Chapel Hill woman shares her adoption story

tgrubb@newsobserver.comMay 31, 2013 

— Wendy Bryant Gow left Japan when she was adopted more than 50 years ago.

Soon, her native country will learn what became of her.

The 55-year-old Chapel Hill resident and entrepreneur always wondered about her family. She graduated in 1980 from UNC-Chapel Hill and moved to New York to start a fashion career. She got married, had two girls, Winston, 23, and Lily, 12, and eventually divorced.

After living in Atlanta for 20 years, she moved back to Chapel Hill in 2002 and started her personal and home style consulting business, Lily Winston. For years, she had searched for her family but was met with resistance. Her American mother was open about the adoption, but there wasn’t a lot of information, she said.

In 2007, a letter from International Social Service, the nonprofit group that arranged her adoption, began to unravel the mystery.

“Immediately I booked a flight,” she said. “I had all these friends say, ‘You need to back off a little bit, slow down.’ I never knew my family, and I wanted to find out everything I could.”

Television crew

On Friday, Bryant Gow hosted a crew from Japan’s Fuji Television Network News that is doing a story about what happens to Japanese children adopted by foreign families.

Japan is considering whether to tighten its already strict laws on international adoptions. The U.S. State Department reports fewer than 500 children were adopted from Japan in the last 15 years.

Bryant Gow said her story is a great opportunity to put a positive spin on foreign adoptions.

Billie and Lee Bryant were living in Japan, where Lee Bryant was stationed with the Air Force, when they adopted 6-week-old Arisa in 1958. They renamed her Wendy and raised her and a brother, Stan, also adopted from Japan.

Bryant Gow’s birth mother, Kazuko Ikuta, met her father, John, in a nightclub, and they dated for two years. The 45-year-old American businessman returned to the United States, where he had a family of his own. He never knew about the birth, she said.

It was considered a disgrace for an unmarried woman in Japan to raise a mixed-race child, and the family forced Ikuta to give up her baby. She became depressed and estranged from her family.

Locals knew her as “the lady with the doll,” because she always carried a blond-haired doll as a replacement for her baby, Bryant Gow said.

Even if it was a hard decision, Bryant Gow said, her mother spared her the stigma of growing up in Japan the biracial child of a single mother.

“It would have been nice to have given her that peace of mind that it was the right choice and the right decision,” she said.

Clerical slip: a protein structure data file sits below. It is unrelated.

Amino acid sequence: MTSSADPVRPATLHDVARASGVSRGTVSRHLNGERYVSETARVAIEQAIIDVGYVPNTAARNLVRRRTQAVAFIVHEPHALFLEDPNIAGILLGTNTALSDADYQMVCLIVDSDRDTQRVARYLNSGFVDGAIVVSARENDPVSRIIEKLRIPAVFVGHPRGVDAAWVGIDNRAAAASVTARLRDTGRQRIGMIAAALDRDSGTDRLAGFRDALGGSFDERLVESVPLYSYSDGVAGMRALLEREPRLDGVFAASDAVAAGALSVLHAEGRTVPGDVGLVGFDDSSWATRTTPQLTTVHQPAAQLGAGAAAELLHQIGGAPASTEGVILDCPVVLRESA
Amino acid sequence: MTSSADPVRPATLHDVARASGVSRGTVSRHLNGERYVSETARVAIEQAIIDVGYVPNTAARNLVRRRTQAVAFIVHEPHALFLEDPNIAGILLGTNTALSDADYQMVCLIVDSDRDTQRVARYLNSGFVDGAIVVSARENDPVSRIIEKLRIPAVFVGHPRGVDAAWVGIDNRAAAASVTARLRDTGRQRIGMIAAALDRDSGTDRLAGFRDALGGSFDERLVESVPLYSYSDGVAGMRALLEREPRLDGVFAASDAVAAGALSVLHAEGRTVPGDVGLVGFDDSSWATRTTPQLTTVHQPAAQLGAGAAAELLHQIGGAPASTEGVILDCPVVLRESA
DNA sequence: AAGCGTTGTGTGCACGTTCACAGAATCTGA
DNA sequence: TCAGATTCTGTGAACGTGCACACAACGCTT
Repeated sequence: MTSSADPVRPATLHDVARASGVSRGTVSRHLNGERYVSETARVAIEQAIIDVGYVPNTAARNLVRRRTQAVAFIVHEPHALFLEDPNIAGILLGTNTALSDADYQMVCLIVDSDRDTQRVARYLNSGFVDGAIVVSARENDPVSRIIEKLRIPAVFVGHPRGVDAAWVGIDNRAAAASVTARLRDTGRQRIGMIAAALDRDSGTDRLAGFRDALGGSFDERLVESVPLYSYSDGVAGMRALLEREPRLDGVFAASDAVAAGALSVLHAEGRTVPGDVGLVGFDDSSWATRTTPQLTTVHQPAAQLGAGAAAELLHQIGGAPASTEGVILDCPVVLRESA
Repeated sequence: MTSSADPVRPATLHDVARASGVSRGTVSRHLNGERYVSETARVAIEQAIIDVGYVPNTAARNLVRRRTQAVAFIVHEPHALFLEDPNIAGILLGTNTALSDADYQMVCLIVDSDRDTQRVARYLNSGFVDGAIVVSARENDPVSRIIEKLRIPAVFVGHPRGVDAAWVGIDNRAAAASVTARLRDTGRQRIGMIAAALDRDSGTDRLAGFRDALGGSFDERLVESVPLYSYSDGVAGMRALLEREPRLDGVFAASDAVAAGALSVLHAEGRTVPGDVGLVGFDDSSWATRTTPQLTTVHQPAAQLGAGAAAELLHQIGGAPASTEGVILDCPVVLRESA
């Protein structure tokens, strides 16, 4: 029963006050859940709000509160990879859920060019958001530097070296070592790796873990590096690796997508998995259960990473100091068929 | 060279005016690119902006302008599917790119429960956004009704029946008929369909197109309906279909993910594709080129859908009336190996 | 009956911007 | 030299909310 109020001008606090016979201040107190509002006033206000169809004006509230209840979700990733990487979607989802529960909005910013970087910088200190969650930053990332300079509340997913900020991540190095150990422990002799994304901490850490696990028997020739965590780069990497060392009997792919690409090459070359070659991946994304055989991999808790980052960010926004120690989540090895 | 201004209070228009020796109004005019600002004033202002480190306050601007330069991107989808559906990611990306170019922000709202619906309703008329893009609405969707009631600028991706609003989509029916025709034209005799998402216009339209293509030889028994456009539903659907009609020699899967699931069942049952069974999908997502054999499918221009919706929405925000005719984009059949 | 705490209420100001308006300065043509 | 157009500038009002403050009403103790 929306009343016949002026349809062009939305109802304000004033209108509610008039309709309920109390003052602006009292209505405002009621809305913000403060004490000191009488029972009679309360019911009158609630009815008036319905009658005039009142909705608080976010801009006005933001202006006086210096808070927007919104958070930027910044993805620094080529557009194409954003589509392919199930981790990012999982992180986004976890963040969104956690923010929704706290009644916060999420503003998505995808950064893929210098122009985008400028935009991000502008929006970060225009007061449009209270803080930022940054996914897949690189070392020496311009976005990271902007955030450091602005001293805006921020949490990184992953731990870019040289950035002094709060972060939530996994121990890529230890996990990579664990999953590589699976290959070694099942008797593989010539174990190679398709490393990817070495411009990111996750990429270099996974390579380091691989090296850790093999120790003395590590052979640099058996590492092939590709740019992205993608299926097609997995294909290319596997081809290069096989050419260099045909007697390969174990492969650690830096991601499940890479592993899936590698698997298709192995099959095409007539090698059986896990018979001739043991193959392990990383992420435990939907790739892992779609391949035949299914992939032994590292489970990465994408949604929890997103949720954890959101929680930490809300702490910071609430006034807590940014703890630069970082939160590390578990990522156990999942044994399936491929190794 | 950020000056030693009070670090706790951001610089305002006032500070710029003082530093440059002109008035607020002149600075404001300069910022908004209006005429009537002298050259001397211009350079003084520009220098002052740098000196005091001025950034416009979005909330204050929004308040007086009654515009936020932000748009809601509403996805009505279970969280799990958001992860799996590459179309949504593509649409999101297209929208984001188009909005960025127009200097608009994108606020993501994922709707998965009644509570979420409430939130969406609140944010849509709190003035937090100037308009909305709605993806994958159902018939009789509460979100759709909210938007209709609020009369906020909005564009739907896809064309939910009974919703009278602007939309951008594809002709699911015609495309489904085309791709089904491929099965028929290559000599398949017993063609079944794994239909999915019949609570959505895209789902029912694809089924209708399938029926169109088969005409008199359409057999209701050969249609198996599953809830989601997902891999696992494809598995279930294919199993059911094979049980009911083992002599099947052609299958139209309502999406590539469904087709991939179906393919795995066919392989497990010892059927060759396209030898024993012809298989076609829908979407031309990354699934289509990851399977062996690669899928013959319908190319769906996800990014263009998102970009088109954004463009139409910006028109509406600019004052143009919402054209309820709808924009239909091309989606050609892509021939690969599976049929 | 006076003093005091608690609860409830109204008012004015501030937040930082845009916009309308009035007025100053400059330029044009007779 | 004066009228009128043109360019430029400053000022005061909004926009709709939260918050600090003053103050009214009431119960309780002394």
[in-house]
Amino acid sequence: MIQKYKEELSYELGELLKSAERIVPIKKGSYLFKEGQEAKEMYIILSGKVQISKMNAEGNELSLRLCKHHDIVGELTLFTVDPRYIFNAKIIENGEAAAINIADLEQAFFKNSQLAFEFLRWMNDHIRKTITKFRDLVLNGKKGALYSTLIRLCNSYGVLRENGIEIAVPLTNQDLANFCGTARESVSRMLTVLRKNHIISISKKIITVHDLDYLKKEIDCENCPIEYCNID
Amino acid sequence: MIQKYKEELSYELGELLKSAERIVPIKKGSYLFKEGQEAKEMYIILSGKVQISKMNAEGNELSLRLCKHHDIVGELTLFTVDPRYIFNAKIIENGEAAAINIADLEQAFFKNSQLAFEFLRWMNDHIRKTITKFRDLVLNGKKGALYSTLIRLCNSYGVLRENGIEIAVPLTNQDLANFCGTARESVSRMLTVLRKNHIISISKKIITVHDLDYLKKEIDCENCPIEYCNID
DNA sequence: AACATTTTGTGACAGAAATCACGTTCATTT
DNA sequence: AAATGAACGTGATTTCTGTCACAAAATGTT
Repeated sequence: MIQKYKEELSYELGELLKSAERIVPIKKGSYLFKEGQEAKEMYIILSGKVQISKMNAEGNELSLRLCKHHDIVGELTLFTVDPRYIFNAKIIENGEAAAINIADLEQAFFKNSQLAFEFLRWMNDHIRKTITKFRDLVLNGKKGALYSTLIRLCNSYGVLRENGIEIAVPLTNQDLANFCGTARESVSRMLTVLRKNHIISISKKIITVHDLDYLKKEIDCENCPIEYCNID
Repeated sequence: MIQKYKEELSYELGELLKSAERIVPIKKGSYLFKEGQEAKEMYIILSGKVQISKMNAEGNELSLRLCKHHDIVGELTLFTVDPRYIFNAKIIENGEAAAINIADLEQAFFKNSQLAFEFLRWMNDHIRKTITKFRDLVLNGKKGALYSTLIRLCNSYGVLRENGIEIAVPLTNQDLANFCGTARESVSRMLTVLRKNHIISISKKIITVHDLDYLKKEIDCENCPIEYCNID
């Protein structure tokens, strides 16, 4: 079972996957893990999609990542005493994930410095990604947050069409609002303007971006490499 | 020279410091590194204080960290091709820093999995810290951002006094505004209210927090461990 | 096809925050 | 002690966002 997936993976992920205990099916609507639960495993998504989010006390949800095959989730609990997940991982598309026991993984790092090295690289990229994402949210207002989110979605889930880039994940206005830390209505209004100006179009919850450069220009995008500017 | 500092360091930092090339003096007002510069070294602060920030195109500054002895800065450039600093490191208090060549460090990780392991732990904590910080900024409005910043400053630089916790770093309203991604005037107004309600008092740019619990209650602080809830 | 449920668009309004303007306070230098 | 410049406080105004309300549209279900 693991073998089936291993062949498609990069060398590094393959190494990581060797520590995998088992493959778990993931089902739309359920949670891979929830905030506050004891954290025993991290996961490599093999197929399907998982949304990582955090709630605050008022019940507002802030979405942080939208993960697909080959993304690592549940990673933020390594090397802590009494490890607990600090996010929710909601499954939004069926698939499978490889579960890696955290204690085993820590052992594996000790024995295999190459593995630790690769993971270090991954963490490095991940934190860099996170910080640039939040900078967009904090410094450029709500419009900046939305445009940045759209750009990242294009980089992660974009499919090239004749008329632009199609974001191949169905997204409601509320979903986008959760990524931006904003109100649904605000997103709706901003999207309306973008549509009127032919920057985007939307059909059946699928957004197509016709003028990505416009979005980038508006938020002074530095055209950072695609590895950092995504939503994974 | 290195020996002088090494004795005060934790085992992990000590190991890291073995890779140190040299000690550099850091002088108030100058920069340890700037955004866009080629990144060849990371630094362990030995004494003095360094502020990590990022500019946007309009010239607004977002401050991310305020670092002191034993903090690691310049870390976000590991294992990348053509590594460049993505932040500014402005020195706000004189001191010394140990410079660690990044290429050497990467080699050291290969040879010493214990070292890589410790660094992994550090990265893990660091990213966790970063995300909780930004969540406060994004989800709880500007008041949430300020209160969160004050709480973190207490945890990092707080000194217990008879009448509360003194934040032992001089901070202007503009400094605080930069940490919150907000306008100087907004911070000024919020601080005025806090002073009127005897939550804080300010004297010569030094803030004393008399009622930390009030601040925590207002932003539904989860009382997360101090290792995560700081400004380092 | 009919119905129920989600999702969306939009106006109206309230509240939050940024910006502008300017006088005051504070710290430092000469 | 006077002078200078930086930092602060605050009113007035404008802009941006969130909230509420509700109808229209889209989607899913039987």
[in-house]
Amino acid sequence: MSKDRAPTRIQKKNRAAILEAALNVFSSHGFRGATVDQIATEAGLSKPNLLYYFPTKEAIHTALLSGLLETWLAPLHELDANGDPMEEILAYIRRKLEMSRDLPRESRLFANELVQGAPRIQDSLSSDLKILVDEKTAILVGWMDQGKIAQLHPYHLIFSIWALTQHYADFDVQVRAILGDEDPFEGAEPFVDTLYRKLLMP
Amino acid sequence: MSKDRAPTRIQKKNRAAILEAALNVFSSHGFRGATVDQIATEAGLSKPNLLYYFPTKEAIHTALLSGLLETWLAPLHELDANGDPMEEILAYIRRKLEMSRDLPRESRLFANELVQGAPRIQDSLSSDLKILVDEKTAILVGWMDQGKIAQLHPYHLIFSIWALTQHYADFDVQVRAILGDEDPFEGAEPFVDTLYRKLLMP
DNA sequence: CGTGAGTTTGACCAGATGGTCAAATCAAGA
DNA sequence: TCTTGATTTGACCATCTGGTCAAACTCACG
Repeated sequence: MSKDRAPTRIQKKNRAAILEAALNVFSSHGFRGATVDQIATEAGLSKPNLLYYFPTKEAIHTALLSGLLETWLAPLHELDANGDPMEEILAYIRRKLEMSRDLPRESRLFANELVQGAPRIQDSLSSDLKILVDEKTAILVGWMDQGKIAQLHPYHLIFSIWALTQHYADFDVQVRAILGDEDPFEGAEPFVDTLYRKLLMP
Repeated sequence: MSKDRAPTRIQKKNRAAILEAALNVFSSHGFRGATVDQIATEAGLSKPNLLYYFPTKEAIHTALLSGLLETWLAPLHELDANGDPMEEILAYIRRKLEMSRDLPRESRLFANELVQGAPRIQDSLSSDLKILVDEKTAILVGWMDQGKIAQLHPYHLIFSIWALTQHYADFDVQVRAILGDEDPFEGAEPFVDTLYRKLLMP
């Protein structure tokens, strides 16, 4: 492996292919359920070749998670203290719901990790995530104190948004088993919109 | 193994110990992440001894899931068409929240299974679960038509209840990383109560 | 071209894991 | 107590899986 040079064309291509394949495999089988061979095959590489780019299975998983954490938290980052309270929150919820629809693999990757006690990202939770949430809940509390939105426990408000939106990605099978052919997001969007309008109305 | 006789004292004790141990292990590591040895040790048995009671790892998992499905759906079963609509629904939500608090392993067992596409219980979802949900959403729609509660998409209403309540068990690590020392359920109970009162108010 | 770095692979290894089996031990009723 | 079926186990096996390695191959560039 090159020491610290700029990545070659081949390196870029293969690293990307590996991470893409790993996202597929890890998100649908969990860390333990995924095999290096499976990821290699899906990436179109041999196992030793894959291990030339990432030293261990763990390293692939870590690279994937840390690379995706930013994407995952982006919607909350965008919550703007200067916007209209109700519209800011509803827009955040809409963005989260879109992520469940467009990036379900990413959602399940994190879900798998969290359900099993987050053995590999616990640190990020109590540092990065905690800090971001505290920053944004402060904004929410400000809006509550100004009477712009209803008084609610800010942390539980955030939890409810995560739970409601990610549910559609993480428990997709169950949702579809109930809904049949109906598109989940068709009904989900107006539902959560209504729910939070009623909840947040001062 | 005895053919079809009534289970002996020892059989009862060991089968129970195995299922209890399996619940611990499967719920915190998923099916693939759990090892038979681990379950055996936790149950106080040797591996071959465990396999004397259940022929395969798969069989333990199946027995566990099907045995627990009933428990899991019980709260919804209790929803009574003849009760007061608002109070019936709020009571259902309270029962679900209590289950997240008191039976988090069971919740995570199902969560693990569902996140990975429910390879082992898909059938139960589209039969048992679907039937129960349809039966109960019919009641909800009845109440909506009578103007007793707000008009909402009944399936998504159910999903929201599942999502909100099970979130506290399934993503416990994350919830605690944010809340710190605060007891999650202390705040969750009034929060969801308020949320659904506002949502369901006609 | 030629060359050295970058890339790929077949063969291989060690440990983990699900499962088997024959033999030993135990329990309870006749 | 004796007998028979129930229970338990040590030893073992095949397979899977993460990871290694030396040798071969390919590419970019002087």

Bryant Gow and her daughters traveled to Japan to meet her relatives in 2007.

“They were so lovely and just so welcoming,” she said. “They immediately just embraced us and got teary eyed.”

They told her that her maternal grandfather was killed in World War II. Her grandmother stayed a single mother and sewed clothes to support her seven children.

“It was wonderful,” Bryant Gow said.

Mixed-race children

International adoption was more common in Japan and Europe after World War II. American servicemen led the trend, often adopting mixed-race children stigmatized in their home countries.

Now, the tide has turned against such adoptions. Japan and Russia, for example, are the only developed countries yet to sign onto the Hague Convention on International Adoption, which set global standards in 1993.

Chiyoko Nakamoto, a Fuji TV bureau chief, said the chief concern is for the children’s welfare, especially in light of the growth in child trafficking worldwide. The Japanese government wants to be sure good families adopt them, she said.

In 1998, Japan did create its own Western-style adoption system for prospective foreign parents. Those “special adoptions” are limited to children younger than 6 whose biological parents can’t care for them, are considered “inappropriate” parents or when it’s in the child’s best interests.

Jan Bardsley, chairwoman of UNC’s Asian Studies Department, said domestic adoptions to preserve family ties or promote stability are more traditional in Japan. Even then, it’s not something they talk about, she said.

Bryant Gow never got a chance to talk about her adoption with the woman who bore her.

A 2007 email from a cousin said Ikuta had died in 2001.

She was buried with the blond-haired doll, which she had named Lily, the same name as one of the granddaughters she never met.

Grubb: 919-932-8746

News & Observer is pleased to provide this opportunity to share information, experiences and observations about what's in the news. Some of the comments may be reprinted elsewhere in the site or in the newspaper. We encourage lively, open debate on the issues of the day, and ask that you refrain from profanity, hate speech, personal comments and remarks that are off point. Thank you for taking the time to offer your thoughts.

Commenting FAQs | Terms of Service